Chinese designs step closer to protection under Hague system
China is ramping up the pace to protect industrial designs, said experts during the China Intellectual Property Annual Conference last week.
The appearance of a product, namely its industrial design, is expected to be protected from the top down, said Lyu Guoliang, former director of the international cooperation department of the National Intellectual Property Administration. He spoke at a session on discovering the value and power of industrial design on Sept 3.
The World Intellectual Property Report 2017 estimates that intangible assets - branding, technology and design - account for about one-third of production value worldwide. The report was released by the World Intellectual Property Organization.
From 2007-17, the number of industrial designs from Chinese filers directly to the European Union continued to grow, except for a slight decline in 2016. In 2017, the number exceeded 8,500,28 times that of 2007.
The boom in Chinese filings also took place in the United States, Japan and South Korea, proving that domestic enterprises are gradually expanding their influence in the global market through industrial designs, Lyu said.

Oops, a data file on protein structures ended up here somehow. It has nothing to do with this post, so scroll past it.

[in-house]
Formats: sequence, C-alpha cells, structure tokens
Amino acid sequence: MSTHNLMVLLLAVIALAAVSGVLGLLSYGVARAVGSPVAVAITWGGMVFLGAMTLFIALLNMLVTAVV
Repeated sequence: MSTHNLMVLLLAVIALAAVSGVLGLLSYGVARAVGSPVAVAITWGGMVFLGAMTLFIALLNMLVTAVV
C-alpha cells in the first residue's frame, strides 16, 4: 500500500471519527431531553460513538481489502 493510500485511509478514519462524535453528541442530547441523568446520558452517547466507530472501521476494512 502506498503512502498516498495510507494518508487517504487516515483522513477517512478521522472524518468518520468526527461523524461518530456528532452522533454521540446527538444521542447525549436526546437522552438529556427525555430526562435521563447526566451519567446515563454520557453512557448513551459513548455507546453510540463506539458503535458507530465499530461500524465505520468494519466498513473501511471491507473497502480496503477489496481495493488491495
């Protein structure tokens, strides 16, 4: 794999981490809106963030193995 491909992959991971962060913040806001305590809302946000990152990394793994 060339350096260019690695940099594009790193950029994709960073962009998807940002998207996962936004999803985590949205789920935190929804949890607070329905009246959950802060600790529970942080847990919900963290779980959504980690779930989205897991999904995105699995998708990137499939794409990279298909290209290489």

In May, NIPA began negotiations with WIPO on China joining the Hague Agreement, which is a treaty that helps international registrations of industrial designs. Under the agreement, an industrial design will be protected by all contracting parties through a single application.
Perks of membership include avoiding different currencies to pay fees, submitting one international application in one language such as English, French or Spanish, and communication with the International Bureau of WIPO.
The Hague system allows an application to contain up to 100 different designs as long as they belong to the same category, Lyu said. He added that the system is characterized by simplicity, economy, efficiency and flexibility.
At present, Chinese enterprises such as telecommunication leaders Huawei and ZTE, electronics manufacturer Lenovo and Xiaomi and home appliance giants Gree and Midea are using the Hague system to protect design patents through "backdoor "applications.